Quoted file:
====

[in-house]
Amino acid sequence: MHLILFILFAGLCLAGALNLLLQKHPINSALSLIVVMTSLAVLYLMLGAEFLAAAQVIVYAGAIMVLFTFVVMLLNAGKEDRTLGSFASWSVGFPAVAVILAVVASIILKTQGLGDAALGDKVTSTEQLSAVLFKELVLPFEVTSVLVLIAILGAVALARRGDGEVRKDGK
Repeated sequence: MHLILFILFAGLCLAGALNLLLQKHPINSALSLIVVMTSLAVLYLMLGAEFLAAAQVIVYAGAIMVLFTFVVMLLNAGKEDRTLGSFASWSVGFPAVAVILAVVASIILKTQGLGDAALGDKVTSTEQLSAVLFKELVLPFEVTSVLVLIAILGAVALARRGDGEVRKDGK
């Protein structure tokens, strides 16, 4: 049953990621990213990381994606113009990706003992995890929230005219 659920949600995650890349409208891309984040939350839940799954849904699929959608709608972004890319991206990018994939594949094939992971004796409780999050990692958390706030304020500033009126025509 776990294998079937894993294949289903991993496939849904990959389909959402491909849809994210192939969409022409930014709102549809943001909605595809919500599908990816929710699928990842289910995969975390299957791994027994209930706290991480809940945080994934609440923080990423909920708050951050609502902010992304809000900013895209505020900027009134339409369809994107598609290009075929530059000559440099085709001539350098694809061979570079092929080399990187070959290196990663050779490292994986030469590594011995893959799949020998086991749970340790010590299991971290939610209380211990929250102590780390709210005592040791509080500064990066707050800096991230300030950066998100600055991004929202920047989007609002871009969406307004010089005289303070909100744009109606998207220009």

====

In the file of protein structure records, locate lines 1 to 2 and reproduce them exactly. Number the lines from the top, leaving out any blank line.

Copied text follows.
[in-house]
Amino acid sequence: MHLILFILFAGLCLAGALNLLLQKHPINSALSLIVVMTSLAVLYLMLGAEFLAAAQVIVYAGAIMVLFTFVVMLLNAGKEDRTLGSFASWSVGFPAVAVILAVVASIILKTQGLGDAALGDKVTSTEQLSAVLFKELVLPFEVTSVLVLIAILGAVALARRGDGEVRKDGK